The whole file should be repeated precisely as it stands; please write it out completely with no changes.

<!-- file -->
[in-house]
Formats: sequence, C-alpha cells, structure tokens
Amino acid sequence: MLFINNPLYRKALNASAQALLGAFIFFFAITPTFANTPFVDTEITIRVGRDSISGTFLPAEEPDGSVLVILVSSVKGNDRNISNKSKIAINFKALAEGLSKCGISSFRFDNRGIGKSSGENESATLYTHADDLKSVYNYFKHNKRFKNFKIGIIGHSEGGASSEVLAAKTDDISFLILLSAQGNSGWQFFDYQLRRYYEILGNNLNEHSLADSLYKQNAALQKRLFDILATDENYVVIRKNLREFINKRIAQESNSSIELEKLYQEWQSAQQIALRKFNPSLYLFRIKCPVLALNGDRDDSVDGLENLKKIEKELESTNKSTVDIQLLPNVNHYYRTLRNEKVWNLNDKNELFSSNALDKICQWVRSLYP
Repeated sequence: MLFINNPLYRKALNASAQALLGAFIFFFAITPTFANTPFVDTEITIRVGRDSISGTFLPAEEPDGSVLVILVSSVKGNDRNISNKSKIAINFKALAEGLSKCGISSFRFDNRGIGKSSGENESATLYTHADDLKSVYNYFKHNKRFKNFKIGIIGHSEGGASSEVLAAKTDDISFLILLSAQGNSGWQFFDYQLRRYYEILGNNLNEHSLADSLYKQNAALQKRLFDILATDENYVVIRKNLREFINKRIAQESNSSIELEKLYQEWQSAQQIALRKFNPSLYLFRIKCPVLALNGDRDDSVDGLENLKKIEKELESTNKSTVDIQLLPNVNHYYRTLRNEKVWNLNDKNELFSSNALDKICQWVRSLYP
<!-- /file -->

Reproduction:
[in-house]
Formats: sequence, C-alpha cells, structure tokens
Amino acid sequence: MLFINNPLYRKALNASAQALLGAFIFFFAITPTFANTPFVDTEITIRVGRDSISGTFLPAEEPDGSVLVILVSSVKGNDRNISNKSKIAINFKALAEGLSKCGISSFRFDNRGIGKSSGENESATLYTHADDLKSVYNYFKHNKRFKNFKIGIIGHSEGGASSEVLAAKTDDISFLILLSAQGNSGWQFFDYQLRRYYEILGNNLNEHSLADSLYKQNAALQKRLFDILATDENYVVIRKNLREFINKRIAQESNSSIELEKLYQEWQSAQQIALRKFNPSLYLFRIKCPVLALNGDRDDSVDGLENLKKIEKELESTNKSTVDIQLLPNVNHYYRTLRNEKVWNLNDKNELFSSNALDKICQWVRSLYP
Repeated sequence: MLFINNPLYRKALNASAQALLGAFIFFFAITPTFANTPFVDTEITIRVGRDSISGTFLPAEEPDGSVLVILVSSVKGNDRNISNKSKIAINFKALAEGLSKCGISSFRFDNRGIGKSSGENESATLYTHADDLKSVYNYFKHNKRFKNFKIGIIGHSEGGASSEVLAAKTDDISFLILLSAQGNSGWQFFDYQLRRYYEILGNNLNEHSLADSLYKQNAALQKRLFDILATDENYVVIRKNLREFINKRIAQESNSSIELEKLYQEWQSAQQIALRKFNPSLYLFRIKCPVLALNGDRDDSVDGLENLKKIEKELESTNKSTVDIQLLPNVNHYYRTLRNEKVWNLNDKNELFSSNALDKICQWVRSLYP